a. Five and half years of MBBS training and 1 more year of Compulsory Rural Internship at Rs. 15000 - 20000 per month. (Any other field e.g. Engineering, Management, a person would become Postgraduate in this much time and start earning double the amount.) If one doesn’t study further, the pay at this step is 22,000 per month.
b. After above 6 and half years of Graduation, 3 more years of Postgraduation, followed again by compulsory rural / Government job for 1 year or pay Rs. 25 Lakhs bond. If one doesn’t study further, the pay at this step is 40,000 per month.
c. After this above 10 and half years, 3 more years of Superspeciality, followed by 1 year of Govt job or a Bond of Rs. 2 Crores. And the seats are so few with tough competition, there tends to be a gap of a year or two in preparing for various entrance exams.
6. Why only Doctors are being forced to work in rural and government hospitals after their study? Why only we should pay government if we don’t want to do it? The rural/Govt sector needs help of Engineers, Lawyers, Chartered Accountants and MBAs also. Why aren’t the Engineers sent to rural areas to design and monitor roads and industrials development? Why aren’t the Lawyers forced to work as Public prosecutors before they can join some big foreign corporate firm? Why aren’t the CAs asked to work in CAG office and various other government financial sectors before joining Multinational Giants? Now government wants that doctors should not immigrate to other countries without asking them. Why? Are the IIT/IIM students stopped before they flee to foreign countries for big fat salaries? So, why us? What is it that government of society has done for doctors that they should repay? They bloody can’t even protect them from goons while on duty.

7. You say that doctors are writing unnecessary and costly medications. Do we decide the price of a drug? Do we manufacture or give license to drug manufacturers? Controlling the price of essential drugs is a government job. We are helpless.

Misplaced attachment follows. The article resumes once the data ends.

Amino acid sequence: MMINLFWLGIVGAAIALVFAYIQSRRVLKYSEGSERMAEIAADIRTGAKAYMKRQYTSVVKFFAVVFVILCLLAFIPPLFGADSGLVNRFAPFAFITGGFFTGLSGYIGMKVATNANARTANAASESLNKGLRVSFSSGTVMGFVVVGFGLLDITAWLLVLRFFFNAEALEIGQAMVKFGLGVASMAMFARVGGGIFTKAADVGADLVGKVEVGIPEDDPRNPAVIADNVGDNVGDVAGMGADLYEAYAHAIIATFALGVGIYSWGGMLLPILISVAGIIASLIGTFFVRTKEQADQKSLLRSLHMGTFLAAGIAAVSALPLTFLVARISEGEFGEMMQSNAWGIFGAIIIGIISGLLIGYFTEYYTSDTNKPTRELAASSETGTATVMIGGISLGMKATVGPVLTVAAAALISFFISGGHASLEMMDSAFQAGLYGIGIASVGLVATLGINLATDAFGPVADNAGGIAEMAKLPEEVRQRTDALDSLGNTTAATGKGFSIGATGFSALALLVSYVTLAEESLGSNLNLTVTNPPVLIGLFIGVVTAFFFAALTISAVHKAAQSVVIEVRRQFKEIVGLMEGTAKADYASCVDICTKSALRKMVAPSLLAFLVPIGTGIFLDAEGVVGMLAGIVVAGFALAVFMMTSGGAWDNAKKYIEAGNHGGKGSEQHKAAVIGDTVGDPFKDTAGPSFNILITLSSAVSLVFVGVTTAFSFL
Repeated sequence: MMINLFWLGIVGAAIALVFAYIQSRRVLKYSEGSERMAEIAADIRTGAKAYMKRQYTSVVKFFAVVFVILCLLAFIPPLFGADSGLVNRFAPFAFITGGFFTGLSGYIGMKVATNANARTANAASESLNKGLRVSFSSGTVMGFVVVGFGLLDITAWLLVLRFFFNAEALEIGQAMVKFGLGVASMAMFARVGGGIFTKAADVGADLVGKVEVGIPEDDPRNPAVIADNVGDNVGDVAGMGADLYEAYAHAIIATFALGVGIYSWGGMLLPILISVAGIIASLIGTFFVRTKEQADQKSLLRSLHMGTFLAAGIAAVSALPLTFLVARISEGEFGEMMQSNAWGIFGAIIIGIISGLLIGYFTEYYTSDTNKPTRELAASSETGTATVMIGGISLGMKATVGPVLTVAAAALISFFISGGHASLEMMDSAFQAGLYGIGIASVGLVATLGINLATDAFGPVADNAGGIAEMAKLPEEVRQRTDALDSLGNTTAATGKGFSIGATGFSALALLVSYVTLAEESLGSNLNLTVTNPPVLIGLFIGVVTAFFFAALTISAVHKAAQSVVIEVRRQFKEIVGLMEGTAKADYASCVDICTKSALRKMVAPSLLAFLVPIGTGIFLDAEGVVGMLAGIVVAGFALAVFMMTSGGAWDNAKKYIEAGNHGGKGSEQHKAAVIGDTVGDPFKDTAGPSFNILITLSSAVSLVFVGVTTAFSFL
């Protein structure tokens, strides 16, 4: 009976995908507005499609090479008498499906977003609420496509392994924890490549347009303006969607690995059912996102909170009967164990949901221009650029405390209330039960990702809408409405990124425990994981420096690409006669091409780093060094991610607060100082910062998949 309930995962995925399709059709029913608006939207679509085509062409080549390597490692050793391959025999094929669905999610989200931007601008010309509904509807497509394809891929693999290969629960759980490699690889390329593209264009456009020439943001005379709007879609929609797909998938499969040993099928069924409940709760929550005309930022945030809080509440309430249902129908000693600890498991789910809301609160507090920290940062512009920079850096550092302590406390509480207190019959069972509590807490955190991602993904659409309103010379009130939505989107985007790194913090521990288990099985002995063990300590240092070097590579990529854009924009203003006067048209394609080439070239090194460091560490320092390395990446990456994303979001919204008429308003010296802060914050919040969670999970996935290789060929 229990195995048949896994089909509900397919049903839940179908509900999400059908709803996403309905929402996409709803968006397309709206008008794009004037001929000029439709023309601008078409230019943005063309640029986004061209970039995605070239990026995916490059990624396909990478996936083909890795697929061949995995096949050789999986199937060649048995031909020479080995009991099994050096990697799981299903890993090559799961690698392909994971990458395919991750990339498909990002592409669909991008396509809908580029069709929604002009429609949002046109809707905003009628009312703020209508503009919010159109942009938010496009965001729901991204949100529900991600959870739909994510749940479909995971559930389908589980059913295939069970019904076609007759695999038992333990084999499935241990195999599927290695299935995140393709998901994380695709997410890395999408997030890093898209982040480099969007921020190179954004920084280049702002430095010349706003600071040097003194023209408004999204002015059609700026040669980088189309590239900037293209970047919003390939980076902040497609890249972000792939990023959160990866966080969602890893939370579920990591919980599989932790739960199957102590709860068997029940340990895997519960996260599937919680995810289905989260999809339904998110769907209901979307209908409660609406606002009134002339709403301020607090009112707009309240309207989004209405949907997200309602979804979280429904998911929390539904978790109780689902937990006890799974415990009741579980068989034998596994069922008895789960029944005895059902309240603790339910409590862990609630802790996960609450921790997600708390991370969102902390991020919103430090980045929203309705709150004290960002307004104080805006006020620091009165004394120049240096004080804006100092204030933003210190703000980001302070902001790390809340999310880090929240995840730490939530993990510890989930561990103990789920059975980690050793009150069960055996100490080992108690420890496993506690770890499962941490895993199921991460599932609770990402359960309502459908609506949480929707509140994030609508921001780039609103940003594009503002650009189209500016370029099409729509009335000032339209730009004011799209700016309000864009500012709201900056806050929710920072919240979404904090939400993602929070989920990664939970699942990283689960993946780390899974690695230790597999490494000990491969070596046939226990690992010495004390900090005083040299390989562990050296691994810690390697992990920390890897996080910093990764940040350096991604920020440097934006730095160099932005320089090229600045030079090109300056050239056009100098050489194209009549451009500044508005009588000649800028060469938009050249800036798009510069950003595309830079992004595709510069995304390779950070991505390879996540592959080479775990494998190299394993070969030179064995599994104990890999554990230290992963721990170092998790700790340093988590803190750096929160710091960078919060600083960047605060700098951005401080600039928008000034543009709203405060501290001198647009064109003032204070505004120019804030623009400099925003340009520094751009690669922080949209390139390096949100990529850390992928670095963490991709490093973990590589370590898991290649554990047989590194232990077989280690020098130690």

Sir, it’s easy to point fingers. We don’t say that all is well. But all is not well anywhere. It’s a different thing creating awareness about dowry or female feticide. But it’s entirely different to comment on such a technical and complicated issue without getting into the details of it.

You have maligned the entire medical fraternity. For every 10 doctors who are doing wrong, there are more than 1000 healers. You owe us an apology!!!
This issue is not as simple as you think it is! Please show stories which are unbiased and straight-forward.
You cannot do justice to such an issue, especially after charging a whooping amount for creating awareness!!! (We hear that Amir has charged 3 crores per episode of Satyamev Jayate in which he spreads the message to doctors that they should not make money and do social service!!! How sacred!!! I don’t know if its true, but well, it’s the season of allegations!)
“We Doctors may be doing little social service, but at least we are not charging for it!”

Dr Atul Agarwal

    Forthcoming Events
Dr K K Aggarwal

4th Asia Pacific Vascular Intervention Course (APVIC-IV)

Date: June 8-10-2012

THE OBEROI, Dr. Zakir Hussain Marg, New Delhi
In association with 'International Society of Endovascular Specialists' 'Vascular Society of India' 'Society of Cardiovascular Angiography & Interventions'


All are cordially invited for the 2nd National Conference of IYCF Chapter of IAP. This conference is organized by: IYCF Chapter, MOH&FW GOI, MOWCD GOI, WHO, UNICEF, IMLEA, SDHE Trust.
The theme of the conference is: "Proper Nutrition: Defeat Malnutrition – Investing in the Future"
Venue: India Habitat Centre, Lodhi Road, New Delhi – 110 003.
Date: 5th Aug 2012
For further details contact:
Conference Secretariat: Dr. Balraj Yadav, E–Mail: drbalraj@ymail.com, drvisheshkumar@gmail.com,
Ph: +91.124.2223836, Mobile: +91.9811108230

Dil Ka Darbar

September 23, 2012 at 9:00 AM – 6:00 PM
Tal Katora Indoor Stadium, Connaught Place, New Delhi, 110001

A non stop question answer session between all the top cardiologists of the NCR region and the mass public. Event will be promoted through hoardings, our publications and the press. Public health discussions

    eMedinewS Special

1. IJCP’s ejournals (This may take a few minutes to open)

2. eMedinewS audio PPT (This may take a few minutes to download)

3. eMedinewS audio lectures (This may take a few minutes to open)

4. eMedinewS ebooks (This may take a few minutes to open)

Activities eBooks


  Playing Cards

  Dadi Ma ke Nuskhe

  Personal Cleanliness

  Mental Diseases

  Perfect Health Mela

  FAQs Good Eating

  Towards Well Being

  First Aid Basics

  Dil Ki Batein

  How to Use

  Pesticides Safely

    Our Contributors

Dr Veena Aggarwal, Dr Arpan Gandhi, Dr Aru Handa, Dr Ashish Verma, Dr A K Gupta, Dr Brahm Vasudev, Dr GM Singh, Dr Jitendra Ingole, Dr Kaberi Banerjee (banerjee.kaberi@gmail.com), Dr Monica Vasudev, Dr MC Gupta, Dr Neelam Mohan (drneelam@yahoo.com), Dr Navin Dang, Dr Pawan Gupta(drpawangupta2006@yahoo.com), Dr Parveen Bhatia, (bhatiaglobal@gmail.com), Dr Prabha Sanghi, Dr Prachi Garg, Rajat Bhatnagar (http://www.isfdistribution.com), Dr. Rajiv Parakh, Dr Sudhir Gupta